Why we need to use Recycled Filament for 3D Printing Materials

3D printing is a double edged sword. Whilst fundamentally an additive technology with minimal wastage, the use of plastic as a feedstock could further worsen our existing waste management issues.


“Material sustainability is an issue that can no longer be ignored due to wide adoption of 3D printing”.


It is believed that there are 232,000 3D printers in the UK, and 66% of the printers on the market are FFF printers (filament-based).


Assuming the average 3D printer uses 12 kg of filament per year, we can estimate the UK FFF 3D printing market uses 1.8m kg of plastic annually; and yet, 99% of the market is non-recycled filament. This is a growing problem.


The benefits of using recycled plastic for 3D printing filament include:

  • Reduces plastic going to landfill
  • Avoids further consumption of Earth’s depleting oil stocks
  • Lowers carbon impact and energy consumption

What is Recycled Material?

As per ISO 14021:2016 – the internationally-recognised standard for environmental labels and declarations – recycled material is “material that has been reprocessed from recovered [reclaimed] material by means of a manufacturing process and made into a final product or into a component for incorporation into a product.”

ISO 14021:2016 defines two types of recycled content:

  1. Pre-consumer (post-industrial)
  2. Post-consumer


Pre-consumer Recycled Content

Material diverted from the waste stream during a manufacturing process. It’s important to note that rework, regrind or scrap generated in a process and capable of being reclaimed within the same process that generated it is NOT included in this definition. 



  • Easy to collect (in-situ)
  • Typically single source, free of contamination
  • Performance on par with virgin material


Filamentive PETg is an example of recycled 3D printer filament made from pre-consumer recycled content because it is produced from discarded PETg plastic waste sourced from a manufacturer.

Post-consumer Recycled Content

Material generated by households or by commercial, industrial and institutional facilities in their role as end-users of the product which can no longer be used for its intended purpose. This includes returns of material from the distribution chain.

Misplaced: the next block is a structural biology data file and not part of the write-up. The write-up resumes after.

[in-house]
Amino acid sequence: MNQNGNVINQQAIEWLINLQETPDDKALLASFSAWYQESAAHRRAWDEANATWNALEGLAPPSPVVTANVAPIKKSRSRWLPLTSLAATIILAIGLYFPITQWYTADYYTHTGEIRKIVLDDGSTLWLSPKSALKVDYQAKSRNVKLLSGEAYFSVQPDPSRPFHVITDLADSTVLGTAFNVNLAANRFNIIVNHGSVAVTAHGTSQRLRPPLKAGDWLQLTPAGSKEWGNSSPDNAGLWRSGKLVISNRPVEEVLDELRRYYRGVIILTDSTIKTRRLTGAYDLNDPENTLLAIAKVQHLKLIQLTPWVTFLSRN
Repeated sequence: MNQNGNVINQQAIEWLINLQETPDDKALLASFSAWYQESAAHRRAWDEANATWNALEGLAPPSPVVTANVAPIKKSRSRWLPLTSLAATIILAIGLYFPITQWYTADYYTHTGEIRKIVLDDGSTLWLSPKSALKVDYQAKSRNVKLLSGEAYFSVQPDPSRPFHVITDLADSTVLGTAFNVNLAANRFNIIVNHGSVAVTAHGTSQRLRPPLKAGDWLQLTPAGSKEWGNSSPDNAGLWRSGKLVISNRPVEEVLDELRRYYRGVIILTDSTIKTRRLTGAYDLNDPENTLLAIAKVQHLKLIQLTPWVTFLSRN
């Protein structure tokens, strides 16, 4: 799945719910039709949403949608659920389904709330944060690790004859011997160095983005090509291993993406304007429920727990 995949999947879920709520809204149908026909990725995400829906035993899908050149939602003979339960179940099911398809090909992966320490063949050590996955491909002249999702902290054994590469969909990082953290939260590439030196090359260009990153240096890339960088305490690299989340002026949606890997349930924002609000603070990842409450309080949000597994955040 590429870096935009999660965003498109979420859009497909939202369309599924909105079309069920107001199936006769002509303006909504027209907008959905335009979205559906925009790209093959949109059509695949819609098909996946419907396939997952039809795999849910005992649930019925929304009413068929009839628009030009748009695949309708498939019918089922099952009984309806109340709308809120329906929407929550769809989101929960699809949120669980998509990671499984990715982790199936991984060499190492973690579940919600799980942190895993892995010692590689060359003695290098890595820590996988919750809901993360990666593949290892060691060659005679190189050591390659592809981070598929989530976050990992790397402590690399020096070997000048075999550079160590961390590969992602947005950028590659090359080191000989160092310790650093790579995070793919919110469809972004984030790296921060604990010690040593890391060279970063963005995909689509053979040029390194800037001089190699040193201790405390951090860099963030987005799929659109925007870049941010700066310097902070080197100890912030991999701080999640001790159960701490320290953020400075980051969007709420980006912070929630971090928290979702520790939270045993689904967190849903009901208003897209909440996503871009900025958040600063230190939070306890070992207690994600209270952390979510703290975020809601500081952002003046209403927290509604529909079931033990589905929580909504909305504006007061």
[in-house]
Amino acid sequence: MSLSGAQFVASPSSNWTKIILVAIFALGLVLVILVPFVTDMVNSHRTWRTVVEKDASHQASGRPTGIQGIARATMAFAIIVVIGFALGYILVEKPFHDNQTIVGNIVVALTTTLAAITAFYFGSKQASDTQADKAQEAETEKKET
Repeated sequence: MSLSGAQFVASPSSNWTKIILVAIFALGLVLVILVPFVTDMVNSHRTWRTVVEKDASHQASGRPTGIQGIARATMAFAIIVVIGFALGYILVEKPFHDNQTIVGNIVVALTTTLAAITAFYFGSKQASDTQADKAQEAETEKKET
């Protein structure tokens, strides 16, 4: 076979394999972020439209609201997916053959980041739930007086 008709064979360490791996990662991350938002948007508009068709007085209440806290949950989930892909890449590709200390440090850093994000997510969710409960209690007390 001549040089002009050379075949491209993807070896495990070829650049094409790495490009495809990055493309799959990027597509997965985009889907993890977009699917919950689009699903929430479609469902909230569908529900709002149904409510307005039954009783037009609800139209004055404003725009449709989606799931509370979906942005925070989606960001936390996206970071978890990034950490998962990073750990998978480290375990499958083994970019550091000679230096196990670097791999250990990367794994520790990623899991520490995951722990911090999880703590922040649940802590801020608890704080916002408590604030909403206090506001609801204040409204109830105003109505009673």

A mainstream example of this is plastic (PET) bottles – if these bottles are collected after end-use, this is post-consumer waste and the recycling of these bottles into a new product can be regarded as post-consumer recycled material.


  • Post-consumer waste streams more likely to go to landfill so recycle has large environmental benefit
  • Recycling post-consumer plastics reduce greenhouse emissions

Whilst post-consumer recycled material provided greater sustainability, it is not as widely used as pre-consumer recycled material for many reasons, such as:

  • Typically a mixed polymer stream
  • High reprocessing costs
  • High variability in performance and quality

UK business, Fishy Filaments is an example of a manufacturer using post-consumer waste material (Nylon), because they recycle used fishing nets into filament.

PLA and PETg are the two most popular 3D printer filaments, though it’s worth noting that – at the time of writing – there are no PLA or PETg recycled filaments made from post-consumer waste material, available in the UK.

Is Recycled 3D Printing Filament Made from 3D Printer Waste?

At Filamentive, we have written extensively on the problem of 3D printing waste. 

Quality: The quality of recycled filament may not be as good as new filament, as it may have impurities or be less consistent in terms of diameter and other physical properties. This can affect the performance of the printer and the quality of the finished print. 

Cost: It may be more expensive to produce recycled filament than to manufacture new filament, as the recycling process involves additional steps and may require specialised equipment. As a result, recycled filament may not be as readily available or as affordable as new filament.

To learn more about the challenges of recycling 3D printing waste into filament, please see this article.

Recycled Filament in the UK

Filamentive’s primary aim is to reduce the environmental impact of 3D printing, by providing a sustainable source of raw materials to 3D printing users.

Where possible, recycled materials are prioritised in the production of our 3D printer filament, in accordance with ISO 14021:2016. A careful selection criteria is in place in order to guarantee single-source waste streams. At the time of publication, post-industrial (pre-consumer) waste streams are utilised – material diverted from the waste stream during a manufacturing process.


By using pre-consumer recycled material for its 3D printing filament, Filamentive are reducing waste plastic to landfill, without compromising performance; this production model also overcomes the potential logistical and quality pitfalls associated with the utilisation of the lesser available, post-consumer waste.

Sustainability is about improvement, not perfection. As the industry grows and investment into technology increases, hopefully there closer collaboration between manufacturers, recycling sector and 3D printing material brands to further reduce plastic pollution and increase recycled materials usage for 3D printing filament.